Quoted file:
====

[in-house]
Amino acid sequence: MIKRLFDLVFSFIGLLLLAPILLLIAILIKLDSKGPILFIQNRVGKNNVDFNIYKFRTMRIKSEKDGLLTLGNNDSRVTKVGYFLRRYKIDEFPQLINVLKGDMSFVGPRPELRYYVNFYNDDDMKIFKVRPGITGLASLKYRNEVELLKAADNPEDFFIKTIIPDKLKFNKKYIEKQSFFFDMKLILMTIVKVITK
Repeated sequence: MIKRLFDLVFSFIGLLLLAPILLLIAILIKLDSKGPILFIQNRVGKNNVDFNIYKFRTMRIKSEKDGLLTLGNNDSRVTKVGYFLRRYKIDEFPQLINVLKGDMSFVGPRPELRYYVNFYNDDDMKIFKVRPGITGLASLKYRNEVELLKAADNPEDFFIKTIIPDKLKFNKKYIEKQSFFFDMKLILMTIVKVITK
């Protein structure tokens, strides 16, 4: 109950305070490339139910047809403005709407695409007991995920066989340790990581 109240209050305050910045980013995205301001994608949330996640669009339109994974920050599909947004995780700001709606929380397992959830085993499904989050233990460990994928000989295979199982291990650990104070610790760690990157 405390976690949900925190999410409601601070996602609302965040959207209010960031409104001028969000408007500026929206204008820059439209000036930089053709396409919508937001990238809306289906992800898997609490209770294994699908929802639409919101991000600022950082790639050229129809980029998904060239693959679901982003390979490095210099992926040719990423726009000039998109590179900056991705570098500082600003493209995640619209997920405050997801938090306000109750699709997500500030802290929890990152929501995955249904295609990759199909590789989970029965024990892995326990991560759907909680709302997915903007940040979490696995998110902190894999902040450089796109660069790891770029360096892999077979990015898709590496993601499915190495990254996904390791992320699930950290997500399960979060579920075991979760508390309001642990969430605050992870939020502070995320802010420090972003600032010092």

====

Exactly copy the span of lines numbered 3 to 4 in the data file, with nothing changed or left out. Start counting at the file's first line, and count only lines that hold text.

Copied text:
Repeated sequence: MIKRLFDLVFSFIGLLLLAPILLLIAILIKLDSKGPILFIQNRVGKNNVDFNIYKFRTMRIKSEKDGLLTLGNNDSRVTKVGYFLRRYKIDEFPQLINVLKGDMSFVGPRPELRYYVNFYNDDDMKIFKVRPGITGLASLKYRNEVELLKAADNPEDFFIKTIIPDKLKFNKKYIEKQSFFFDMKLILMTIVKVITK
């Protein structure tokens, strides 16, 4: 109950305070490339139910047809403005709407695409007991995920066989340790990581 109240209050305050910045980013995205301001994608949330996640669009339109994974920050599909947004995780700001709606929380397992959830085993499904989050233990460990994928000989295979199982291990650990104070610790760690990157 405390976690949900925190999410409601601070996602609302965040959207209010960031409104001028969000408007500026929206204008820059439209000036930089053709396409919508937001990238809306289906992800898997609490209770294994699908929802639409919101991000600022950082790639050229129809980029998904060239693959679901982003390979490095210099992926040719990423726009000039998109590179900056991705570098500082600003493209995640619209997920405050997801938090306000109750699709997500500030802290929890990152929501995955249904295609990759199909590789989970029965024990892995326990991560759907909680709302997915903007940040979490696995998110902190894999902040450089796109660069790891770029360096892999077979990015898709590496993601499915190495990254996904390791992320699930950290997500399960979060579920075991979760508390309001642990969430605050992870939020502070995320802010420090972003600032010092």